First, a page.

Day 8: Through Polarized Sunglasses

Mile reached: 155.7 (+24.2 + 2 off-trail)

High: Reaching “South Muir Woods” and its water tank

Low: Running out of cheese

Liters of water carried: 4

Days cheese lasts in desert without refrigeration: 1, 2, the world may never know

The section of the trail between Mike’s and Highway 74 is brutal. It’s over 20 miles though east-side desert and loses 2,000 feet only to gain it again on the other side of the canyon. To add too this there are only a few water sources and they all have contamination problems with numerous reports of people getting sick aftering drinking from them.

Fortunately, I had done 4 miles the night before. I woke up early and got started by 7, the plan being to knock out as many miles as I could before it got too hot. I did a few miles, but it heated up quickly. So, I spent most of the day being cooked in the sun.

I forget at times that I’m wearing polarized glasses. By filtering out much of the scattered light, they make colors of the desert so intense, and I’m always surprised how different things look when I take them off.

Attempted to take this photo though my glasses. The green of those trees was intense!

Very purple cactus flowers. Others were yellow or green.

By far the most entertaining part of the day was meeting “K-pop” and “Poko”. I was cruising across a canyon traverse when I heard a bunch of shouting, but couldn’t place it’s origin. Within a few minutes I ran into two Asian hikers, who had spotted me across the way. They are from South Korea and Hong Kong respectively. They both speak pretty broken English and can only communicate with each other that way. I would later learn that “K-pop” is carrying a keyboard and does karaoke in his tent every night well past hiker midnight. Someone tried to explain to him that he needs to keep it down, but he didn’t understand.

Regardless, they exude an intoxicating enthusiasm! When I met them they were shouting, “Paradise! Paradise! You go Paradise?!” (The Paradise Valley Cafe is a significant destination that signifies the end of this stretch.) I indicated that I was, and they erupted in cheers. You can’t help but smile.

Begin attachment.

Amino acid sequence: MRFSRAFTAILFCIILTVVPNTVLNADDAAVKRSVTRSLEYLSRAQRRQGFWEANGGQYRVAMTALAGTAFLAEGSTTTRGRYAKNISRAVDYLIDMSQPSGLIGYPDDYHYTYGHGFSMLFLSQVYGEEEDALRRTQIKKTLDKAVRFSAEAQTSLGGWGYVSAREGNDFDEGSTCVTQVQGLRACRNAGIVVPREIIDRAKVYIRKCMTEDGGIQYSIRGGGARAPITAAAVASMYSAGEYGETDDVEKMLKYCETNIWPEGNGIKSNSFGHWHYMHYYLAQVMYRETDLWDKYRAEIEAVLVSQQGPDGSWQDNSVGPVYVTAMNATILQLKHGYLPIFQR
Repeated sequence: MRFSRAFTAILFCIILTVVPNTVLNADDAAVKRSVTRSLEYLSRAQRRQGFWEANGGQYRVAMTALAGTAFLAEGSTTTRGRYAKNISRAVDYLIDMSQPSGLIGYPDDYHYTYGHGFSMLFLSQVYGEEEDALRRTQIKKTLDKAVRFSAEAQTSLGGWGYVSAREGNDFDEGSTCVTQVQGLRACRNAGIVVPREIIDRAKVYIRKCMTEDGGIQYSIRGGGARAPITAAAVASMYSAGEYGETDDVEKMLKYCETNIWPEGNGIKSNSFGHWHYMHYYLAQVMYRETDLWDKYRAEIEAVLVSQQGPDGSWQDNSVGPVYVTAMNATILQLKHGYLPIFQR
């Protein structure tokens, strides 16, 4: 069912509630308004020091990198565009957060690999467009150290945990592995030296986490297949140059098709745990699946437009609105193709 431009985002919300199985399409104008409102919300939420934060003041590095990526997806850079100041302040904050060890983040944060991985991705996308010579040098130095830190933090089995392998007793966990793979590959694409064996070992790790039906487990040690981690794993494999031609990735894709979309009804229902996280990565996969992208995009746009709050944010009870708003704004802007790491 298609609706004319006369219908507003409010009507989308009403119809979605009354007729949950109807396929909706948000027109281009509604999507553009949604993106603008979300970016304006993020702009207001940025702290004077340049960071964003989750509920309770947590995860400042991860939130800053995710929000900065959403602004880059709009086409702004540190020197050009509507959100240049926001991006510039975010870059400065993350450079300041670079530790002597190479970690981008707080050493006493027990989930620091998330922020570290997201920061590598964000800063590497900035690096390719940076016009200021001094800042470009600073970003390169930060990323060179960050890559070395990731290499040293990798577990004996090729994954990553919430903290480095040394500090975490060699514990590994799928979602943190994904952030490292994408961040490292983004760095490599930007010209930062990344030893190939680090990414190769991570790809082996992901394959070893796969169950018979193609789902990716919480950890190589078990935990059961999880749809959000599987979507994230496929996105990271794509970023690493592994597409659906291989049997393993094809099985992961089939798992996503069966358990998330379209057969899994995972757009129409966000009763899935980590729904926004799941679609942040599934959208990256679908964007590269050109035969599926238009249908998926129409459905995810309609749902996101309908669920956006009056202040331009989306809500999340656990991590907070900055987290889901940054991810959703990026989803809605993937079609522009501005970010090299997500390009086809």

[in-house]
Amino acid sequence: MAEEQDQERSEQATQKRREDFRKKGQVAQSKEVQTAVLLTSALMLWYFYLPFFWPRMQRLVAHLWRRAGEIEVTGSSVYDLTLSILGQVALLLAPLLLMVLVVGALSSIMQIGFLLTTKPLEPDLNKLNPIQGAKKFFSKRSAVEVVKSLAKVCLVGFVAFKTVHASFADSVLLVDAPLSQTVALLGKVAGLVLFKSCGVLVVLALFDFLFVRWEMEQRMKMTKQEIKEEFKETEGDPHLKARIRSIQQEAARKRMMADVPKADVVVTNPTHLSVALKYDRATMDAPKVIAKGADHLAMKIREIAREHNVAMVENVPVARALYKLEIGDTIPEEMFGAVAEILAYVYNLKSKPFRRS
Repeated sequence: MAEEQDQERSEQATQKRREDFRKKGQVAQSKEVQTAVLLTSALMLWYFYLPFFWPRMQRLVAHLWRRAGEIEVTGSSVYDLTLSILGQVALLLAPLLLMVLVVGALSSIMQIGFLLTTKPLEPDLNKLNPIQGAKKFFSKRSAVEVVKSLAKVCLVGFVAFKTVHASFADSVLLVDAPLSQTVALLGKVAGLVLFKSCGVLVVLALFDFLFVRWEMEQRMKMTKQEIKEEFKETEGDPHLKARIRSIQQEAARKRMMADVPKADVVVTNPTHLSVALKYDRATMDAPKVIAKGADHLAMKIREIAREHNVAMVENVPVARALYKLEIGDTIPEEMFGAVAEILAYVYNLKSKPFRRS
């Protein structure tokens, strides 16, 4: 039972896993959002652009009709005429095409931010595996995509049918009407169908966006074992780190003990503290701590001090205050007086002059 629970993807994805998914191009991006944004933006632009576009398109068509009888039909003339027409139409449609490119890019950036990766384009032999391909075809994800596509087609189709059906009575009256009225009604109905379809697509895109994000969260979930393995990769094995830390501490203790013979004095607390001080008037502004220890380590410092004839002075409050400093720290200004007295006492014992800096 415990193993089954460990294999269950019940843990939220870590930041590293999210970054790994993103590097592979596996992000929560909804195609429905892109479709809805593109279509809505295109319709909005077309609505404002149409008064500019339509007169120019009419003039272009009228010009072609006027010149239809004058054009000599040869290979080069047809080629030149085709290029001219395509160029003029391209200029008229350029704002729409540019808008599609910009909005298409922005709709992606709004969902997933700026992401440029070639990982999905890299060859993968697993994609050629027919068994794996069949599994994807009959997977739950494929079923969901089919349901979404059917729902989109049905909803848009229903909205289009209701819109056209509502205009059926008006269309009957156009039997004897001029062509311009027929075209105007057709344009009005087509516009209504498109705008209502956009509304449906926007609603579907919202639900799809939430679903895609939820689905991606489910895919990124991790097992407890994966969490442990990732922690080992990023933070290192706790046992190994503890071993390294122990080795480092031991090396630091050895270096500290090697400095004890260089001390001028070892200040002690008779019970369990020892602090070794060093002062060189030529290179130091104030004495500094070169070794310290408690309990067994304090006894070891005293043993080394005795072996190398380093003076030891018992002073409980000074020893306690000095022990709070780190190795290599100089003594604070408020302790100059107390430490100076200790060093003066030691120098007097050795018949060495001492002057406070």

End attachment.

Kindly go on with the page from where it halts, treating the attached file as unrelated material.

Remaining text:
“K-pop” and “Poko” as enthusiastic as ever. We had to help them order the Jose burger with a confused waitress.

By early afternoon I was tight on water, but made it to “South Muir Woods” run by a trail angel named Mary. I was just expecting a water tank, but she had built a picnic area, a privy, a shower, and even a library. I didn’t want to leave the shade, but eventually I trudged on to the highway, where I discovered that the trail angels “Oak” and “Cypress” had been there. I found a bag of their tangelos and enjoyed one.

A much needed oasis!
Mary is kind of a hippie. She has life sized cutouts of Whitman and Muir adjacent to a library.
Definitely not sauntering, though I met a trail angel who did last year. He spent a week off trail bowling in South Lake Tahoe…

It was a two mile round trip along the highway to Paradise. Someone tried to name me, unclear if it will actually stick. I was amused that someone else was named “The Fuzz” right as I showed up. Apparently, he was giving an English couple a hard time about skipping trail.

Dusk is awesome. I did four more miles before calling it a night. I think I’m done hiking in the midday heat of the desert.

Best part of dusk until I start kicking rocks.

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